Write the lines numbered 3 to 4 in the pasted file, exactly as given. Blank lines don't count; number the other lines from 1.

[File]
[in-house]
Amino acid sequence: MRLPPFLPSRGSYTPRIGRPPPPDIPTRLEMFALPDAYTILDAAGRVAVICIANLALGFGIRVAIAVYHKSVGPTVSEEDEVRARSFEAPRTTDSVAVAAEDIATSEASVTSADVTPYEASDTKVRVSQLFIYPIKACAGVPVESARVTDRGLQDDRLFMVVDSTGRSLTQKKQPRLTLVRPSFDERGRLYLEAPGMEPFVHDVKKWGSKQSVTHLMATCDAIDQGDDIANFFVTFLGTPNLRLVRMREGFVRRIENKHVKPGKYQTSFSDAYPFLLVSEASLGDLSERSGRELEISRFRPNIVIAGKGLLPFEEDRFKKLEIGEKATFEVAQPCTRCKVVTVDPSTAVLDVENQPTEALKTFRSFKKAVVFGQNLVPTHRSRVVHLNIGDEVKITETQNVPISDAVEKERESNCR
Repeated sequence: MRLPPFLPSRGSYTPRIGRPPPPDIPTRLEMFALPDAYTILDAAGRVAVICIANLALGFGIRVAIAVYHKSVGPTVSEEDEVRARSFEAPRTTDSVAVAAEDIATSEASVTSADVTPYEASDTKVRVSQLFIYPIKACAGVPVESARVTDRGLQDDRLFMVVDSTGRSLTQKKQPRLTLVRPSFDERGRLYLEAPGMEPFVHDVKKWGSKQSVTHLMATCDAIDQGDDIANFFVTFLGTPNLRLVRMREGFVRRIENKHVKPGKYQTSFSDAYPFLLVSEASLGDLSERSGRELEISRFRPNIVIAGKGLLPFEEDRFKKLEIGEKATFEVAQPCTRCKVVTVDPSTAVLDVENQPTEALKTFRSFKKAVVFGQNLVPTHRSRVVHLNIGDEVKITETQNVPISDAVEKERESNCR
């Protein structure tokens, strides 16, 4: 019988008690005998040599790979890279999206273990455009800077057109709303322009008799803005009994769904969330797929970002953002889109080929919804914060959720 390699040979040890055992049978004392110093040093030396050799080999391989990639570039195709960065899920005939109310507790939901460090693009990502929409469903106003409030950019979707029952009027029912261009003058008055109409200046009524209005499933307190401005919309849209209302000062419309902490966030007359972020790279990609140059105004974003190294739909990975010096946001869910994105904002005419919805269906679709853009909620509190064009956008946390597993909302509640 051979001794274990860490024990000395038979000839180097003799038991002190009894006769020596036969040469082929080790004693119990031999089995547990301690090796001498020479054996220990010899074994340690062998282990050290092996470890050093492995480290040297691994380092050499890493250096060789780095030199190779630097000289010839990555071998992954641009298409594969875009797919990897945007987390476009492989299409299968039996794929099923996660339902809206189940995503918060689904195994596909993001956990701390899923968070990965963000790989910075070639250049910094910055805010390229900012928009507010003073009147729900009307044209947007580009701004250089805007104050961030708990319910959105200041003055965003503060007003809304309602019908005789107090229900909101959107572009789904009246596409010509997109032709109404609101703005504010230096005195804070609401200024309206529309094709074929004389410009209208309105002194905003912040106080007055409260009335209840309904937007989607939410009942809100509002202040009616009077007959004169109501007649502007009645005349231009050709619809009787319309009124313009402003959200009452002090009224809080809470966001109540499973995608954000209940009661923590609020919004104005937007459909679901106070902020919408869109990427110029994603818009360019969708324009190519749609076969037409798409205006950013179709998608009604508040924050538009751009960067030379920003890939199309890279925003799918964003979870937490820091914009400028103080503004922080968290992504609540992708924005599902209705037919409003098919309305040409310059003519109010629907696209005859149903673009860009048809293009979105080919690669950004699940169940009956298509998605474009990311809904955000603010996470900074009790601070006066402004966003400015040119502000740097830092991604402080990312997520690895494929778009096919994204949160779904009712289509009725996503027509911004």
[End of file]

Repeated sequence: MRLPPFLPSRGSYTPRIGRPPPPDIPTRLEMFALPDAYTILDAAGRVAVICIANLALGFGIRVAIAVYHKSVGPTVSEEDEVRARSFEAPRTTDSVAVAAEDIATSEASVTSADVTPYEASDTKVRVSQLFIYPIKACAGVPVESARVTDRGLQDDRLFMVVDSTGRSLTQKKQPRLTLVRPSFDERGRLYLEAPGMEPFVHDVKKWGSKQSVTHLMATCDAIDQGDDIANFFVTFLGTPNLRLVRMREGFVRRIENKHVKPGKYQTSFSDAYPFLLVSEASLGDLSERSGRELEISRFRPNIVIAGKGLLPFEEDRFKKLEIGEKATFEVAQPCTRCKVVTVDPSTAVLDVENQPTEALKTFRSFKKAVVFGQNLVPTHRSRVVHLNIGDEVKITETQNVPISDAVEKERESNCR
């Protein structure tokens, strides 16, 4: 019988008690005998040599790979890279999206273990455009800077057109709303322009008799803005009994769904969330797929970002953002889109080929919804914060959720 390699040979040890055992049978004392110093040093030396050799080999391989990639570039195709960065899920005939109310507790939901460090693009990502929409469903106003409030950019979707029952009027029912261009003058008055109409200046009524209005499933307190401005919309849209209302000062419309902490966030007359972020790279990609140059105004974003190294739909990975010096946001869910994105904002005419919805269906679709853009909620509190064009956008946390597993909302509640 051979001794274990860490024990000395038979000839180097003799038991002190009894006769020596036969040469082929080790004693119990031999089995547990301690090796001498020479054996220990010899074994340690062998282990050290092996470890050093492995480290040297691994380092050499890493250096060789780095030199190779630097000289010839990555071998992954641009298409594969875009797919990897945007987390476009492989299409299968039996794929099923996660339902809206189940995503918060689904195994596909993001956990701390899923968070990965963000790989910075070639250049910094910055805010390229900012928009507010003073009147729900009307044209947007580009701004250089805007104050961030708990319910959105200041003055965003503060007003809304309602019908005789107090229900909101959107572009789904009246596409010509997109032709109404609101703005504010230096005195804070609401200024309206529309094709074929004389410009209208309105002194905003912040106080007055409260009335209840309904937007989607939410009942809100509002202040009616009077007959004169109501007649502007009645005349231009050709619809009787319309009124313009402003959200009452002090009224809080809470966001109540499973995608954000209940009661923590609020919004104005937007459909679901106070902020919408869109990427110029994603818009360019969708324009190519749609076969037409798409205006950013179709998608009604508040924050538009751009960067030379920003890939199309890279925003799918964003979870937490820091914009400028103080503004922080968290992504609540992708924005599902209705037919409003098919309305040409310059003519109010629907696209005859149903673009860009048809293009979105080919690669950004699940169940009956298509998605474009990311809904955000603010996470900074009790601070006066402004966003400015040119502000740097830092991604402080990312997520690895494929778009096919994204949160779904009712289509009725996503027509911004």